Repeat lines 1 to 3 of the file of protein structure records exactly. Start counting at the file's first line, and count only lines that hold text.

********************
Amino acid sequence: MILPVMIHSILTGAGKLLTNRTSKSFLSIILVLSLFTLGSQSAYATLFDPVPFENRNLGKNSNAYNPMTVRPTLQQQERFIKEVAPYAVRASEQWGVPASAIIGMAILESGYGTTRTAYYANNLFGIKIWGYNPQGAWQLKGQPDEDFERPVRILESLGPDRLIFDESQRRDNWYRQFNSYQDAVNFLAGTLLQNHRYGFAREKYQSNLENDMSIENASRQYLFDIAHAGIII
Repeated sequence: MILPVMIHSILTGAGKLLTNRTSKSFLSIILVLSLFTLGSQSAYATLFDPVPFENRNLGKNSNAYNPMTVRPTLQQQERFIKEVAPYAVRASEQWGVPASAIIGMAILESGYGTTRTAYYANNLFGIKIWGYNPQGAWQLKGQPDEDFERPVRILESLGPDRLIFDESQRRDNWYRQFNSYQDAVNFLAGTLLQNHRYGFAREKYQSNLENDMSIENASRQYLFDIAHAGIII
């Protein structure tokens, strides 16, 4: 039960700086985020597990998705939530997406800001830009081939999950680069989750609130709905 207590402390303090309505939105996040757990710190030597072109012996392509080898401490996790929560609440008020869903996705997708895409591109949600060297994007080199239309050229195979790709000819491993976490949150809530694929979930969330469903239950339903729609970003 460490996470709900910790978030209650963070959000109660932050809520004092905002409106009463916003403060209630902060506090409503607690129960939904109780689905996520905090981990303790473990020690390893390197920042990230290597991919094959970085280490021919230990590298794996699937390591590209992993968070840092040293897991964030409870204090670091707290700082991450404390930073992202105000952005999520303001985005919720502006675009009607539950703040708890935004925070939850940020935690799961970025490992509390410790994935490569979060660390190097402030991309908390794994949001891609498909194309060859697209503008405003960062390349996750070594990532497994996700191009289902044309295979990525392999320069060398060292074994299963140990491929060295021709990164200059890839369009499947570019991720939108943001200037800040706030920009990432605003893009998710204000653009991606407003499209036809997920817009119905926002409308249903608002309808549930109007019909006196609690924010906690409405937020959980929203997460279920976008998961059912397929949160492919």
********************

Amino acid sequence: MILPVMIHSILTGAGKLLTNRTSKSFLSIILVLSLFTLGSQSAYATLFDPVPFENRNLGKNSNAYNPMTVRPTLQQQERFIKEVAPYAVRASEQWGVPASAIIGMAILESGYGTTRTAYYANNLFGIKIWGYNPQGAWQLKGQPDEDFERPVRILESLGPDRLIFDESQRRDNWYRQFNSYQDAVNFLAGTLLQNHRYGFAREKYQSNLENDMSIENASRQYLFDIAHAGIII
Repeated sequence: MILPVMIHSILTGAGKLLTNRTSKSFLSIILVLSLFTLGSQSAYATLFDPVPFENRNLGKNSNAYNPMTVRPTLQQQERFIKEVAPYAVRASEQWGVPASAIIGMAILESGYGTTRTAYYANNLFGIKIWGYNPQGAWQLKGQPDEDFERPVRILESLGPDRLIFDESQRRDNWYRQFNSYQDAVNFLAGTLLQNHRYGFAREKYQSNLENDMSIENASRQYLFDIAHAGIII
């Protein structure tokens, strides 16, 4: 039960700086985020597990998705939530997406800001830009081939999950680069989750609130709905 207590402390303090309505939105996040757990710190030597072109012996392509080898401490996790929560609440008020869903996705997708895409591109949600060297994007080199239309050229195979790709000819491993976490949150809530694929979930969330469903239950339903729609970003 460490996470709900910790978030209650963070959000109660932050809520004092905002409106009463916003403060209630902060506090409503607690129960939904109780689905996520905090981990303790473990020690390893390197920042990230290597991919094959970085280490021919230990590298794996699937390591590209992993968070840092040293897991964030409870204090670091707290700082991450404390930073992202105000952005999520303001985005919720502006675009009607539950703040708890935004925070939850940020935690799961970025490992509390410790994935490569979060660390190097402030991309908390794994949001891609498909194309060859697209503008405003960062390349996750070594990532497994996700191009289902044309295979990525392999320069060398060292074994299963140990491929060295021709990164200059890839369009499947570019991720939108943001200037800040706030920009990432605003893009998710204000653009991606407003499209036809997920817009119905926002409308249903608002309808549930109007019909006196609690924010906690409405937020959980929203997460279920976008998961059912397929949160492919």